- Research consensus for early childhood education backed in letter by over 500 researchers
- What does the evidence show on preschool?
- Early childhood education is a good we know how to do
- Why early childhood education now?
- Early childhood education is a continuation of an American tradition of promoting economic growth through education
Category Archives: Local variation in benefits
Dr. Grover Whitehurst’s latest criticisms of Obama’s preschool plan at the Brown Center website at the Brookings Institution have drawn some attention. He has done numerous posts criticizing Obama’s preschool plan, some of which I’ve responded to in previous posts. Dr. Whitehurst’s … Continue reading
Michigan Governor Rick Snyder recently proposed a major expansion of the state’s pre-K program, called the Great Start Readiness Program (GSRP). From reports in Gongwer News Service, legislators and others have expressed various doubts about the proposed expansion. This blog … Continue reading
ReadyNation has a new and improved version of an issue brief that summarizes my 2011 book, Investing in Kids. This issue brief summarizes the main points of my book, and accompanies this summary with some great graphics. Specifically, the issue brief … Continue reading
I have a new working paper available that looks at how job-creating policies should be evaluated in benefit-cost analyses. The paper is technical, and is mainly addressed to economists interested in benefit-cost analysis. However, the paper’s findings have some important … Continue reading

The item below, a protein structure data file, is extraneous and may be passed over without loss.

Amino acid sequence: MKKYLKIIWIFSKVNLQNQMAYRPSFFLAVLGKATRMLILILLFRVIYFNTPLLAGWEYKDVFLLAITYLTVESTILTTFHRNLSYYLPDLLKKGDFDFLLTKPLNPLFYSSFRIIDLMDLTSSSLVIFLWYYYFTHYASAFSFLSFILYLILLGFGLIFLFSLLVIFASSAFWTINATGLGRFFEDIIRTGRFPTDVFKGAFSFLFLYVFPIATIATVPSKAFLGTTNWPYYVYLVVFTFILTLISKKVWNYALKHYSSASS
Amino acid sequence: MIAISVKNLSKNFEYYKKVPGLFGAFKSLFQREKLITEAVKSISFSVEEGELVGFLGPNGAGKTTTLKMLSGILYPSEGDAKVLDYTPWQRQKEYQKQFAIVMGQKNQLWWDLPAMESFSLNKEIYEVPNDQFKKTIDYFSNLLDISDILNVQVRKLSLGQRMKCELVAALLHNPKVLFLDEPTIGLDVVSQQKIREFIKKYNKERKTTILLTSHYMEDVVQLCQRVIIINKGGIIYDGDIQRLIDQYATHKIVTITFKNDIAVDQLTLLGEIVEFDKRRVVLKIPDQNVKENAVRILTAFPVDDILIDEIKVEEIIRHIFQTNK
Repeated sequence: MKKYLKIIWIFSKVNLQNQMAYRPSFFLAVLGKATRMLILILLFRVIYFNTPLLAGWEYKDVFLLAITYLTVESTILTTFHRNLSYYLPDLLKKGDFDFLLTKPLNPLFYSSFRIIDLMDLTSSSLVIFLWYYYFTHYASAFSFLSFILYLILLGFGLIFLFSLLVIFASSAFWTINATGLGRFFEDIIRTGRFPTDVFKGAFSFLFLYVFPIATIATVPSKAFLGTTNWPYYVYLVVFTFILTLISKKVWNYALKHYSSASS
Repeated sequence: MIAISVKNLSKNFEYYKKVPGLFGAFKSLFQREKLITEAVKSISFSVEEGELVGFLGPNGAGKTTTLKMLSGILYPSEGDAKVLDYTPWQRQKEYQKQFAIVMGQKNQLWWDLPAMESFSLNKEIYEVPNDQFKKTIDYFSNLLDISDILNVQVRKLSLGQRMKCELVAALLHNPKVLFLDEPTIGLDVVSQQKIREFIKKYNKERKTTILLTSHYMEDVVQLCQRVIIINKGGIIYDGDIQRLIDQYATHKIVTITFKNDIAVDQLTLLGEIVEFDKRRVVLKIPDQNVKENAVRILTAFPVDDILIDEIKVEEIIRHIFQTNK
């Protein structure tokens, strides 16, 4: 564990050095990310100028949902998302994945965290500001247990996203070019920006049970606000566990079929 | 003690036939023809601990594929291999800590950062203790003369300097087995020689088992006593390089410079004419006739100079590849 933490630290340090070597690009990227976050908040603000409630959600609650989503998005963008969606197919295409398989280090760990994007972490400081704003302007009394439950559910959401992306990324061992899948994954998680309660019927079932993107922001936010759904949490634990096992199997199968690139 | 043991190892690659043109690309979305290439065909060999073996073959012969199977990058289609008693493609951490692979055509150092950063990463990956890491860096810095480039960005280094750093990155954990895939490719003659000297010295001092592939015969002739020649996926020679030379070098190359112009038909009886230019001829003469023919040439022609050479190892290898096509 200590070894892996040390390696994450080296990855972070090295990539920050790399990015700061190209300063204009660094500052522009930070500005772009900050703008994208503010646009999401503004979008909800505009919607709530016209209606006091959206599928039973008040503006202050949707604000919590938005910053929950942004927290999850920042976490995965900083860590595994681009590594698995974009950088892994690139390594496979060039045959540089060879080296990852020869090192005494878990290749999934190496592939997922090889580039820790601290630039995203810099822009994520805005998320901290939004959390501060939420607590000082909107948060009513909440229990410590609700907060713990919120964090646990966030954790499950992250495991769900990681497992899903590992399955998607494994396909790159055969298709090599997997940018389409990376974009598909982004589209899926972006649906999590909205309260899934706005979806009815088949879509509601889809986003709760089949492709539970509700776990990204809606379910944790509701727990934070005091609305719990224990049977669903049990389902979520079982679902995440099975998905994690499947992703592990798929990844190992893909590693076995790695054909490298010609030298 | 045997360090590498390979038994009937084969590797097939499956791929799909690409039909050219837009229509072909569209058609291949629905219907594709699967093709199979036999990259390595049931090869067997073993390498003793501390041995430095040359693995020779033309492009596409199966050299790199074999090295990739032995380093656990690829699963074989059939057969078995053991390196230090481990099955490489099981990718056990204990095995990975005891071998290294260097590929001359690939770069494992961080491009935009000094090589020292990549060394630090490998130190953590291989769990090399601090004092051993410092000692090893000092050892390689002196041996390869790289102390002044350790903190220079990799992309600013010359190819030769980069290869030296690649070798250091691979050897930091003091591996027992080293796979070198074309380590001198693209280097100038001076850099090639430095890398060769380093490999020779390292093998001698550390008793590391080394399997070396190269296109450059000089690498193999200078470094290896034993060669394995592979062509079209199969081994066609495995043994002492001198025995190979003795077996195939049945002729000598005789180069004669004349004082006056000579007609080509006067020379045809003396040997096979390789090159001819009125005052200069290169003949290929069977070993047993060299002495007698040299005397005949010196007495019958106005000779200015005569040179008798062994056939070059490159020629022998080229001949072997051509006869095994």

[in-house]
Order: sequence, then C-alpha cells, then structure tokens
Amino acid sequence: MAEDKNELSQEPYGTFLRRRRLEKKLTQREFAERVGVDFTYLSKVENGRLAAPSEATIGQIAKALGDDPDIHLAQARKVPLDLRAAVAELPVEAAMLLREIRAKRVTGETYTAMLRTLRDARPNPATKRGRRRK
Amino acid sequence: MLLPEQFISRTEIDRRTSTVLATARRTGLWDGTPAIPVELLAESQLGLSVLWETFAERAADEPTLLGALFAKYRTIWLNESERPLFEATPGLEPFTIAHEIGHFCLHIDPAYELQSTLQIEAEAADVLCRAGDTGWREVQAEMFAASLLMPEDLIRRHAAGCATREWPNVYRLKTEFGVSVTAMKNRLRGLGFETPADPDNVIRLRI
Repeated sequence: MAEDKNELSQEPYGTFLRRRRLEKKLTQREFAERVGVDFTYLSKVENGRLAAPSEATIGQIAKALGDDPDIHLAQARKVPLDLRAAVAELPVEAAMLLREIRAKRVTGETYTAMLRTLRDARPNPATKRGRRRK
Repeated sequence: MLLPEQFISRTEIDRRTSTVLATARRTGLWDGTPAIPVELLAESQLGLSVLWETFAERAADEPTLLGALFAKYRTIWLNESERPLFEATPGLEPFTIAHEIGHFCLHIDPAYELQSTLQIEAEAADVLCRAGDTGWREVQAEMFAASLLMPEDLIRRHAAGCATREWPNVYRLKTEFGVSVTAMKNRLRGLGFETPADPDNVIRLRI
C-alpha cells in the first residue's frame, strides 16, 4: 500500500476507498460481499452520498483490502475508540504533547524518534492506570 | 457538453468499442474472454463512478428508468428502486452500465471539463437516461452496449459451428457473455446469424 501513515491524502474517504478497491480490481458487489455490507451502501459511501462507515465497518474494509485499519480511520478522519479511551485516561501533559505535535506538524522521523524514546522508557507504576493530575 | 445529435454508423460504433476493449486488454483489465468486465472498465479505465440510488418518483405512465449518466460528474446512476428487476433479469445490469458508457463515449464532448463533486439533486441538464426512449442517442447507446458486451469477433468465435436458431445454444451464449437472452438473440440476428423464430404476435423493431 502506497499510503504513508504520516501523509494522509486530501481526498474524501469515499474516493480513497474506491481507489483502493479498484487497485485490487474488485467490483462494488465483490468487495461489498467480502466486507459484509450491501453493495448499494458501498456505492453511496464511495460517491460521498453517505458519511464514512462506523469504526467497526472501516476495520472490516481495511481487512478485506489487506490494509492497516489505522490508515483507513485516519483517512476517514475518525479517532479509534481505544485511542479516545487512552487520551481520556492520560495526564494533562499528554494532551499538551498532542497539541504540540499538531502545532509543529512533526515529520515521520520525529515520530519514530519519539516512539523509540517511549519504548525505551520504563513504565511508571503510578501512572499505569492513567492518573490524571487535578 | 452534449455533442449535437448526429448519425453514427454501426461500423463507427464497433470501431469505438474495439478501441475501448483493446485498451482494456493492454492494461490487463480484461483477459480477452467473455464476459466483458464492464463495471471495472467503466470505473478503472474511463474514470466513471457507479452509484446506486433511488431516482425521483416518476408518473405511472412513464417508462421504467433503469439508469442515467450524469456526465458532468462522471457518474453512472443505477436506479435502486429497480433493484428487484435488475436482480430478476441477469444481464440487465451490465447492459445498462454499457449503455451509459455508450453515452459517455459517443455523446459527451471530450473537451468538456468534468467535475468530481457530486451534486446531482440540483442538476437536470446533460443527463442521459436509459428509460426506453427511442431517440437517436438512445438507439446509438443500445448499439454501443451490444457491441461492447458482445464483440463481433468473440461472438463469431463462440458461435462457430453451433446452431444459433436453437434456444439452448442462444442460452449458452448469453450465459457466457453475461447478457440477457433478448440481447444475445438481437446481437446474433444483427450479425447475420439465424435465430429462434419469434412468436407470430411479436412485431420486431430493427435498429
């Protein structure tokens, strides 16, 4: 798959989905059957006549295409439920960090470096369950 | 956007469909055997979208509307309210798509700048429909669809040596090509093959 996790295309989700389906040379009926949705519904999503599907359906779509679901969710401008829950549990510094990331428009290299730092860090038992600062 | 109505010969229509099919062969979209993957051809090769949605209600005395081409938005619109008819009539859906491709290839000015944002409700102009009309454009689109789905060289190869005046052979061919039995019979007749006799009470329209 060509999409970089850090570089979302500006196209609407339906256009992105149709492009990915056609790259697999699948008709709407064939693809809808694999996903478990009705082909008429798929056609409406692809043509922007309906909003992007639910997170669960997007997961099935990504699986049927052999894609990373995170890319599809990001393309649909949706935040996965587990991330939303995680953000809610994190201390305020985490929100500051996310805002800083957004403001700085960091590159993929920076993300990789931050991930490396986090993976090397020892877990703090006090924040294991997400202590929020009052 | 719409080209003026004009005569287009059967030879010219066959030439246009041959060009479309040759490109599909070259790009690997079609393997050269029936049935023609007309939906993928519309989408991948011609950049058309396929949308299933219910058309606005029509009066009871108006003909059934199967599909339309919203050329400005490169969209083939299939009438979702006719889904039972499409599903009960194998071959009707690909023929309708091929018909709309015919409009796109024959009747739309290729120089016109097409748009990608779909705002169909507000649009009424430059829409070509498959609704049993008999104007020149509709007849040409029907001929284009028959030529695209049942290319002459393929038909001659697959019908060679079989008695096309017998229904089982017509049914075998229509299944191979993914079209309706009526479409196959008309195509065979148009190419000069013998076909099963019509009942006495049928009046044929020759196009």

The evidence on the effectiveness of Head Start is mixed. On the one hand, the recent random assignment study of Head Start found that test score effects of Head Start mostly disappeared by the end of first grade. On the … Continue reading
Although the main focus of my book is early childhood programs, I also extensively discuss business incentives. Even for those interested primarily in early childhood programs, understanding the pros and cons of business incentives is important. Political debates over state … Continue reading
Special education cost savings from pre-k programs can be higher for targeted pre-k programs, or if special education costs are higher, or if special education effects of a program are higher
In a previous post, I provided estimates of the savings in special education costs from a high-quality universal pre-k program. I stated that these cost savings started out at about 4% of the pre-k program’s costs in kindergarten. That is, … Continue reading